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A Tale Of Two Markets; Cash Gains and Futures Ease

Overall average physical gas prices rose on average less than 3 cents Monday, but an increase in loads at Northeast points and restrictions at California locations pushed prices in those areas to double digit gains. Futures slumped lower and by the end of the day July and August contracts had each fallen 8.1 cents with the July landing at $2.218 and the August settling at $2.263. July crude oil shed $1.40 to $82.70/bbl.

"We are seeing opportunities in taking gas from western Pennsylvania and moving it to New York. In general the places you have the ability to sell to somebody who has the capacity into the New York area enables you to make some deals," said an east coast marketer.

He added that it might be possible to buy and sell gas with as much as a 30 cent margin, but "It all depends. Power plants have to sell their output to the grid, and then they have to come in and burn gas. If there is capacity at the interconnect that you can get from a utility and if you have the right market with the right connections, it can be done. There are just a handful of folks able to do all that," he said.

"I wouldn't say that these opportunities are available to everyone, but there are times you can do almost anything. You can move gas around the upper New York region without having to venture into the Marcellus at all and still make a good spread."

Venturing into the Marcellus would have proved profitable Monday. Quotes on Tennessee Zone 4 Marcellus were near $1.80, but gas delivered to the Algonquin Citygate was upwards of $2.50.

Other Northeast points were firm as well. Deliveries to Iroquois Waddington and Tennessee Zone 6 200 L added about 15 cents apiece.

Further south and west gas on Dominion South was quoted a couple of pennies higher, and deliveries to Tetco M-3 rose by 3 cents.

At southern California points next-day deliveries jumped by double digits as pipeline restrictions lifted prices across the SoCal system. SoCal Gas declared an operational flow order system-wide Sunday, and the limitation of supply to all southern California points pressured prices for deliveries Tuesday. SoCal said there was too much gas and not enough pipeline capacity.

At SoCal Citygate next-day prices rose more than a dime and at SoCal Border next-day deliveries jumped more than 15 cents. Kern Delivery was up well over a dime and El Paso S Mainline added almost 20 cents.

Gulf points were mainly flat. Henry, Houston Ship Channel, ANR SE, Trunkline E LA and Tennessee 500 L were all flat, but Columbia Gulf Onshore was down by a couple of pennies.

Futures traders were witness to what looked like a slow motion sinking. "We just treaded lower and lower throughout the day," said a New York floor trader.

"Prices are very weak across the board, and we are in the lower spectrum of the $2s. $2.23 was 62% of the range from $1.902 to $2.758 and prices got through there but just didn't drop. $2.20 is a pivot point off the Bollinger Band low, and $2.15 is the next area underneath."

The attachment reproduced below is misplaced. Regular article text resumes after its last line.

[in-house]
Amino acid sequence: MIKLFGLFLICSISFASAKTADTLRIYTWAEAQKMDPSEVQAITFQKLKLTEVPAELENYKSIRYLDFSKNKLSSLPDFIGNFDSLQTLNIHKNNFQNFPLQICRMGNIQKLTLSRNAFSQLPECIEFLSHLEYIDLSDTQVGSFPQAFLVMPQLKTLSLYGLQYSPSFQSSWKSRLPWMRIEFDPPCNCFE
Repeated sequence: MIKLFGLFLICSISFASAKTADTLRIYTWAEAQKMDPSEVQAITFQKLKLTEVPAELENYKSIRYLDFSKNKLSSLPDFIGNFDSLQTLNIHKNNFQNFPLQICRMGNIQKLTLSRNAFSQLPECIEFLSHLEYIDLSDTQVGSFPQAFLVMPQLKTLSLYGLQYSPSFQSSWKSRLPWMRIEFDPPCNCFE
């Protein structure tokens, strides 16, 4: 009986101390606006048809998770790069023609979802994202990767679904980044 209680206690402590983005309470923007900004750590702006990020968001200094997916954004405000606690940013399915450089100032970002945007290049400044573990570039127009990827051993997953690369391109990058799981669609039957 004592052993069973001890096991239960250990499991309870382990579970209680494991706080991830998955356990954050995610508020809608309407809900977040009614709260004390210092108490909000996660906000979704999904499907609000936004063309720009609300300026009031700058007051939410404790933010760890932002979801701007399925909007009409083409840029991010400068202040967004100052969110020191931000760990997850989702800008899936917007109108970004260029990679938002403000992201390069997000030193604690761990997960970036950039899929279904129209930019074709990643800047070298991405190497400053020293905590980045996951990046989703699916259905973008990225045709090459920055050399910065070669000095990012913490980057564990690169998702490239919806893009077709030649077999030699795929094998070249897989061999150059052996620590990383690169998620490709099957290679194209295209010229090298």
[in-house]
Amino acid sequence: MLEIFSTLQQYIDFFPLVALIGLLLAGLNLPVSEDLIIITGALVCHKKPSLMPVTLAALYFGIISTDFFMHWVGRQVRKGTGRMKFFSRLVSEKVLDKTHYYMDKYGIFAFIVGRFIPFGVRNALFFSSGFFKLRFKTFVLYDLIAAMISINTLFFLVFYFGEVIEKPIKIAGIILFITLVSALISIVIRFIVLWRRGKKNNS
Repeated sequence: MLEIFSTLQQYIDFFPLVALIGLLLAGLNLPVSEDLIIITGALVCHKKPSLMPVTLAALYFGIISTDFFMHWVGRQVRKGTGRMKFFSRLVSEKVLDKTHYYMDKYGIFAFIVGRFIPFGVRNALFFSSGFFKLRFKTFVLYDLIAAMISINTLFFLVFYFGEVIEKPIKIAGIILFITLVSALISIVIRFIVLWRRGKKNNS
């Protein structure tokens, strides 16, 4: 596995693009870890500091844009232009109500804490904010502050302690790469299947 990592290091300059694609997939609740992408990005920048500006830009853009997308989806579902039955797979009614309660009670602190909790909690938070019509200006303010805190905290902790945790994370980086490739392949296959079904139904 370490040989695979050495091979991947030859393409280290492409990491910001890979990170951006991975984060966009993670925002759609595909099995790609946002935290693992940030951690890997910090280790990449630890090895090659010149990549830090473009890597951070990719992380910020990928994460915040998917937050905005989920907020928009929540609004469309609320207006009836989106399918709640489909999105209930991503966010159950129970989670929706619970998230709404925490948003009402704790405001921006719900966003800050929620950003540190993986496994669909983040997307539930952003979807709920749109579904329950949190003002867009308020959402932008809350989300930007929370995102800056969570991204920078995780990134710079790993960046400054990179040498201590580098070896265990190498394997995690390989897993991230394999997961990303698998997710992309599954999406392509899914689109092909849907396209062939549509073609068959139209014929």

"All the technical points held for now and we traded slightly higher off them. The market just dragged lower all day long," he said.

Top analysts don't see much of a change in the supply-demand landscape but are positioned to strike should prices ever reach the $2 mark. "[S]upplies are more than adequate; production might be flattening out because of slower drilling activity, but not enough to dent supplies. There has been a lot of talk of end-users locking up long-term supplies, which could very well put a floor under the market," said Mike DeVooght, president of DEVO Capital, a Colorado-based trading and risk management firm.

Even with prices as low as they are, DeVooght contends that there is little reason for end-users to buy at this time and hints that lower oil prices may eventually drive drilling rates lower still. "[T]here is little reason for these end-users to 'pay up' at this time. One factor that could have a significant impact on future drilling budgets is the plummeting liquid prices (down by 20%-40%). These liquids that were flirting with record highs just weeks ago were cushioning the extremely low dry gas prices. If the slide continues, drilling in the liquid-rich shale plays might not look real attractive. Ultimately, if drilling really falls off, we could see a much tighter market down the road."

From a risk management perspective, DeVooght counsels traders and end-users to stand aside. Those with exposure to lower prices should continue to hold October $2.50 puts designed to cover the summer strip purchased earlier at 25-27 cents.

The near-term weather outlook can only be considered mildly supportive. WSI Corp. in its six- to 10-day outlook shows a ridge of warmer-than-normal temperatures centered over Wisconsin and trending northeast by southwest. The Atlantic Seaboard, for the most part, is normal with the Southeast trending below normal.

"Temperatures from the Northeast to the Upper Midwest-Northern Plains are expected to average 5-8 degrees above normal during the period. The Upper Midwest-Great Lakes region is warmer than indicated [Sunday] but there are few other notable differences," the forecaster said.

WSI said risks to the forecast include "temperatures run[ning] warmer than forecast across portions of the Midwest most days. A southwesterly mid-upper level flow is expected for the balance of the period upstream of a building ridge. The Southwest could trend warmer late in the period as the European ensemble mean solution, in particular, indicates the PNA [Pacific North American pattern] phase will turn negative."

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